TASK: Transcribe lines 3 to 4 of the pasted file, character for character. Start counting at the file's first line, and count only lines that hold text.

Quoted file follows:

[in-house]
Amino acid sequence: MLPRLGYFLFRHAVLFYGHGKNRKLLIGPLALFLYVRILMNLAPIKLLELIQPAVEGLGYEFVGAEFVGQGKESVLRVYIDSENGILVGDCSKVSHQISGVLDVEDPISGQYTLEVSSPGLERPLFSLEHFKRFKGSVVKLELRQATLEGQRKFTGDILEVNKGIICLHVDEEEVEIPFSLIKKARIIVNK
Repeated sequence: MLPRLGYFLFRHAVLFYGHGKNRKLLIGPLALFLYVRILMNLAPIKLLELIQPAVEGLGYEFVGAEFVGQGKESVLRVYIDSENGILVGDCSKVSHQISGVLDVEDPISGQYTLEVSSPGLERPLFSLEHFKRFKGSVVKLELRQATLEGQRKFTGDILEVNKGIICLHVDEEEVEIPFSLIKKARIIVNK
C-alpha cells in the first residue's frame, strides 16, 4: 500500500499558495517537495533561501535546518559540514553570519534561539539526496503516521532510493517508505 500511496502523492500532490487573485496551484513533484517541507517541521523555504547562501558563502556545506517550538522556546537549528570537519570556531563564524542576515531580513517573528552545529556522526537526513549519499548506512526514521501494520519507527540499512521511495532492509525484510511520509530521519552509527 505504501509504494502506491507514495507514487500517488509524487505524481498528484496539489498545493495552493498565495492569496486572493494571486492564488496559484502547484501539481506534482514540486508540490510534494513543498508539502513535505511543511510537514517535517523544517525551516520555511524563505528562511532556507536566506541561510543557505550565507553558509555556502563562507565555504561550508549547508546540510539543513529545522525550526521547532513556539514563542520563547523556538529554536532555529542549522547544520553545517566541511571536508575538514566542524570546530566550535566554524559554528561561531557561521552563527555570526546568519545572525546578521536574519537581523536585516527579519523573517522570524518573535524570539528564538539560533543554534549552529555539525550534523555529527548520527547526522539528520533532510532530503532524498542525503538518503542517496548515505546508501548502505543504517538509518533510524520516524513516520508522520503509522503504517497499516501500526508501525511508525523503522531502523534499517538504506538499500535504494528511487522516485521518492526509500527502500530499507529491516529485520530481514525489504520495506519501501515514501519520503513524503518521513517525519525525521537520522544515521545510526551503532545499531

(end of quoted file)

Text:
Repeated sequence: MLPRLGYFLFRHAVLFYGHGKNRKLLIGPLALFLYVRILMNLAPIKLLELIQPAVEGLGYEFVGAEFVGQGKESVLRVYIDSENGILVGDCSKVSHQISGVLDVEDPISGQYTLEVSSPGLERPLFSLEHFKRFKGSVVKLELRQATLEGQRKFTGDILEVNKGIICLHVDEEEVEIPFSLIKKARIIVNK
C-alpha cells in the first residue's frame, strides 16, 4: 500500500499558495517537495533561501535546518559540514553570519534561539539526496503516521532510493517508505 500511496502523492500532490487573485496551484513533484517541507517541521523555504547562501558563502556545506517550538522556546537549528570537519570556531563564524542576515531580513517573528552545529556522526537526513549519499548506512526514521501494520519507527540499512521511495532492509525484510511520509530521519552509527 505504501509504494502506491507514495507514487500517488509524487505524481498528484496539489498545493495552493498565495492569496486572493494571486492564488496559484502547484501539481506534482514540486508540490510534494513543498508539502513535505511543511510537514517535517523544517525551516520555511524563505528562511532556507536566506541561510543557505550565507553558509555556502563562507565555504561550508549547508546540510539543513529545522525550526521547532513556539514563542520563547523556538529554536532555529542549522547544520553545517566541511571536508575538514566542524570546530566550535566554524559554528561561531557561521552563527555570526546568519545572525546578521536574519537581523536585516527579519523573517522570524518573535524570539528564538539560533543554534549552529555539525550534523555529527548520527547526522539528520533532510532530503532524498542525503538518503542517496548515505546508501548502505543504517538509518533510524520516524513516520508522520503509522503504517497499516501500526508501525511508525523503522531502523534499517538504506538499500535504494528511487522516485521518492526509500527502500530499507529491516529485520530481514525489504520495506519501501515514501519520503513524503518521513517525519525525521537520522544515521545510526551503532545499531